Other ideas were focused on distracting the dragon. AuoraWolf said that candles can be used to distract dragons because they like to chase the scent rising up from the candle. He also went through basic candle safety. Pixie, a 9-year-old attendee said that she distracts her dragon by thinking about something that happened a week ago or by smelling cookies.
The workshop lasted just over 20 minutes. This was another nice change from adult presenters, and I’m one of them, who feel if they have a 50 minute time slot they will, by all the Gods, fill those 50 minutes.
The decision to allow a 9-year-old to present at a conference isn’t one every convention would consider, but Becky Munson, Programming Director for Twin Cities Pagan Pride, the organization that produces Paganicon, said they didn’t treat this submission any different from any other. She said their process is to try to take at least one thing from each person who submits a proposal and that’s what they did in AuroraWolf’s case, as well.
They did, however, spend some time discussing how to support AuroraWolf so he would be successful, “There’s special considerations when you have a child presenting because they aren’t equipped in the same way as adult to deal with all of the nuances that come with standing in front of a group and teaching and handling that. They don’t have the life experience so part of it is making the consideration for how we do it, not if we do it. And then give them the support because they’re the leaders that we need in 5 or 10 years to do programming for 50 or 60 people as Paganicon gets bigger.”
AuroraWolf’s mother said the idea to create the workshop was solely AuroraWolf’s. He wrote his own proposal and sent it in. AuroraWolf said the idea didn’t come to him all of a sudden, “It was just hovering around in my head. Apparently I could feel the dragon banging around because apparently he was chasing the idea.”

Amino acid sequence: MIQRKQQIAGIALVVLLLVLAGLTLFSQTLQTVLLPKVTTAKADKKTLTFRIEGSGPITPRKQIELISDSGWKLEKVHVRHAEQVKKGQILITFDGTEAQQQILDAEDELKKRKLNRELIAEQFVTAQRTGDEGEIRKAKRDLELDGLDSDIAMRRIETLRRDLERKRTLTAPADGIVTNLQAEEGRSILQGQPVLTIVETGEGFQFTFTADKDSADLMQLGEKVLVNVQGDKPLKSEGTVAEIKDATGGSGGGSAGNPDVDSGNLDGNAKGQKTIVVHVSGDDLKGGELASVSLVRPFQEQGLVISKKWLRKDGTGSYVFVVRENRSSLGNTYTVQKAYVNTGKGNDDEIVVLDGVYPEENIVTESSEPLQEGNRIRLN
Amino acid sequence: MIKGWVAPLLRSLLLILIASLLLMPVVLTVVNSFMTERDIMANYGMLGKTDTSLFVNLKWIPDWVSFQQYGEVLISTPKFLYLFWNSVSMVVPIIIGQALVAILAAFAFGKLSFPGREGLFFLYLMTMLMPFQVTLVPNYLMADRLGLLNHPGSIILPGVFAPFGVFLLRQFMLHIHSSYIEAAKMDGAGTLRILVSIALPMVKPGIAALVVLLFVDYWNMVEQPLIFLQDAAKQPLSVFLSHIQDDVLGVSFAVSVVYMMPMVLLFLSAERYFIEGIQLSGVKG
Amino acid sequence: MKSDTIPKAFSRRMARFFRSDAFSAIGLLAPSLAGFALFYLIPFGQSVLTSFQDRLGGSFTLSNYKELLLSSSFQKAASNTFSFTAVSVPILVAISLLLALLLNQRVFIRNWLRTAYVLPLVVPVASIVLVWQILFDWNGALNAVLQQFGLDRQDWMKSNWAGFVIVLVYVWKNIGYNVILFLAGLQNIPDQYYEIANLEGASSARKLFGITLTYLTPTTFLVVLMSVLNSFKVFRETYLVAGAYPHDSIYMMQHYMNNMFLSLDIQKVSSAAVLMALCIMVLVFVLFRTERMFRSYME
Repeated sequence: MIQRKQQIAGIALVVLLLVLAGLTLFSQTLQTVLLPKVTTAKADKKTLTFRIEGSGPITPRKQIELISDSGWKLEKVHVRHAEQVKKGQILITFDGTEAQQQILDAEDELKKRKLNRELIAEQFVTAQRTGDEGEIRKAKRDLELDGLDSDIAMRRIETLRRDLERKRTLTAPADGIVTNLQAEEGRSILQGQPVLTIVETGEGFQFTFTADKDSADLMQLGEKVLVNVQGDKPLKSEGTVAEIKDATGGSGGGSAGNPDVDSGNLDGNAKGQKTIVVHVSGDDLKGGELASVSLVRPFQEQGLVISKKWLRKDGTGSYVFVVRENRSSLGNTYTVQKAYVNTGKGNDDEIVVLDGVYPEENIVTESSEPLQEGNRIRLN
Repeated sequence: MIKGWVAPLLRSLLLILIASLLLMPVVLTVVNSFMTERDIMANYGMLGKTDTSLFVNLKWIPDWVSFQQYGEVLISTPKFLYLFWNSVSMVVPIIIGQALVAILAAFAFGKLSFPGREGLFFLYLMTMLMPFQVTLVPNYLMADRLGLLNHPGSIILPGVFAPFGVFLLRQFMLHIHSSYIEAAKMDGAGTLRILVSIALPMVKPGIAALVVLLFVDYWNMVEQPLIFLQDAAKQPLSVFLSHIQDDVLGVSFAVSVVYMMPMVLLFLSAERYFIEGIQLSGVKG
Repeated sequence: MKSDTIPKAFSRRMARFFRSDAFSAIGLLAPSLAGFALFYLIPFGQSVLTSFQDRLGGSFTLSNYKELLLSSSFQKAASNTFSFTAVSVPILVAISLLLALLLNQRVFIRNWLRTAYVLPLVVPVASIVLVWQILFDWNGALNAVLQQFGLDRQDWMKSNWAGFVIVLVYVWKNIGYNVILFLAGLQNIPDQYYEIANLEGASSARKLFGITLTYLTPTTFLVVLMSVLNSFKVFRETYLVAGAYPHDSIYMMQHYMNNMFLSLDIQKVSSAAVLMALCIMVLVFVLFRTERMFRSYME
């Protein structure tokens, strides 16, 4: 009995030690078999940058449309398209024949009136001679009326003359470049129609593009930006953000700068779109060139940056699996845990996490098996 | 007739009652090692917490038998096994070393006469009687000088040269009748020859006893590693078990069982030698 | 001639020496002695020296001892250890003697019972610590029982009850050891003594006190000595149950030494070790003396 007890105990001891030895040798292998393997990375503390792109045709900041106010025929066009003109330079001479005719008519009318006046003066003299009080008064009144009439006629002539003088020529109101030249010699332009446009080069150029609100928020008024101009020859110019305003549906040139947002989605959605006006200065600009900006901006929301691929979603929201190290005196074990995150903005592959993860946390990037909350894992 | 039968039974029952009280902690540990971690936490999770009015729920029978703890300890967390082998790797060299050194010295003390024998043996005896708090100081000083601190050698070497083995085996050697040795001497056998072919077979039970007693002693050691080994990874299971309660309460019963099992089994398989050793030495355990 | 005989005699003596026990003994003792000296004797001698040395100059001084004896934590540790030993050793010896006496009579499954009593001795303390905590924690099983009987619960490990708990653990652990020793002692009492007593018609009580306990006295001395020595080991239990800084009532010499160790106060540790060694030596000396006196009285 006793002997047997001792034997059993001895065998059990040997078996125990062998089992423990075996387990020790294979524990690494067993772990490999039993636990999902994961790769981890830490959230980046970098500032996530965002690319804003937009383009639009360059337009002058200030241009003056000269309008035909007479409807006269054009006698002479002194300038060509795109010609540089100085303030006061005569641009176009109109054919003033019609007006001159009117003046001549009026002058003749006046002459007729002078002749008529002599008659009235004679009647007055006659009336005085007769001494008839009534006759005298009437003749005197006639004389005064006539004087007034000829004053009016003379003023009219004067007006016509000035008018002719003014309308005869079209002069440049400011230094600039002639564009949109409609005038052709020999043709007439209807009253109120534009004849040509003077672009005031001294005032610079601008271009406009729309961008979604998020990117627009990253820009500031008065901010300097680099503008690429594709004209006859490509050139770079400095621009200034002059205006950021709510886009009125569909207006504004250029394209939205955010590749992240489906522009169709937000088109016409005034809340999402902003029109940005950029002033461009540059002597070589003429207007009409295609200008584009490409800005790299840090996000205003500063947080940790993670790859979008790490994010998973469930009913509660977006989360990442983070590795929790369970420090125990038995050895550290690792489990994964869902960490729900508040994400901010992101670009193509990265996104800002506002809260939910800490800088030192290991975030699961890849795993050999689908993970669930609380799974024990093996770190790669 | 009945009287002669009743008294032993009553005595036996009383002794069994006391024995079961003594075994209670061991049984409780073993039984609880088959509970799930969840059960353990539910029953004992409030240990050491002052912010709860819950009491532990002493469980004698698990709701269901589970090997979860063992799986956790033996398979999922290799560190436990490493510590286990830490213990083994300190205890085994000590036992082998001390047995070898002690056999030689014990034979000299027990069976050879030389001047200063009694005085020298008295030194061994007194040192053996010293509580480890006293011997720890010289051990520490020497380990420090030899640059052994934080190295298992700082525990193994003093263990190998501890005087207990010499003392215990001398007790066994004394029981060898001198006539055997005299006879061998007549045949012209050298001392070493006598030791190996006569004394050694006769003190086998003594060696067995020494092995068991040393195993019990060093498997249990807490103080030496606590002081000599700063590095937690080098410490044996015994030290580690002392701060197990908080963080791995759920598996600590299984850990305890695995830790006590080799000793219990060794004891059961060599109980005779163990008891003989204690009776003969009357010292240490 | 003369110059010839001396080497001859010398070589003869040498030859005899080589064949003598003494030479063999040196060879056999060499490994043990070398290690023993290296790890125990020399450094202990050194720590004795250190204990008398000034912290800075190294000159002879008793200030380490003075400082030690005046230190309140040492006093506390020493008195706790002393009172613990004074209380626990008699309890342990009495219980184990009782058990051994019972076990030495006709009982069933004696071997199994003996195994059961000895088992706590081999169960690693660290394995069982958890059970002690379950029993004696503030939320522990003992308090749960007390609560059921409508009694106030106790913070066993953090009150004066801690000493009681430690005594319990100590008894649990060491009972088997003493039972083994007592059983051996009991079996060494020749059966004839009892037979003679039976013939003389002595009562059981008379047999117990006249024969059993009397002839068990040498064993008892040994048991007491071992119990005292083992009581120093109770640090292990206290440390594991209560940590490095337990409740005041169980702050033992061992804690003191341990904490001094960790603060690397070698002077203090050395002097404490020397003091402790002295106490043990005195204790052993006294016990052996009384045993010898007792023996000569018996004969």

Munson said that she wasn’t surprised to see a workshop proposal from AuroraWolf because he was very involved with the conference last year as a volunteer.
Pixie thought it was “really cool” that AuroraWolf’s workshop was accepted. She was excited, saying “I really like dragons and sometimes I’m extremely hyper so I thought I’d be good for me.”
Her mother, Lapis, was also pleased to see a workshop led by a young child. “We bring Pixie with us to ritual all the time and try to answer her questions but I think she could learn so much more and understand so much more from her peers. Having a 9-year-old do a workshop and explain those different meditation techniques, I think it will help a lot for her to be able to internalize it and understand it on her level versus what we try to teach her.”
AuroraWolf said he was excited to do the presentation, but also nervous, “I’ve never done a presentation before so maybe this could be my first time and all of a sudden I clenched up because I’ve never done a presentation before. I might blow it.”
The presentation went smoothly and any nervousness that AuroraWolf may have been feeling wasn’t apparent. He was calm, attentive to his audience, and as interested in what they had to say as he was in presenting his material. If this is an example of what our future leaders look like, we’re in good hands. I’ve also come to the conclusion that most presentations should be done by children.
AuroraWolf’s mother was understandably proud of her son. “I was proud of him from the beginning. When I asked his dad if he was doing a proposal and he said he was going to volunteer instead, for completeness I asked [AuroraWolf] if he was going to do a proposal to my surprise he said yes. I thought Ok. That’s good, but he has to do it on his own. But I am tremendously proud of him. I knew he could do it, I knew he was brave and strong enough. He wasn’t always sure he was brave and strong enough but I have all the confidence in the world in my little boy.”
So how does AuroraWolf feel after teaching his first workshop? “I feel as happy as a puppy who could never die.”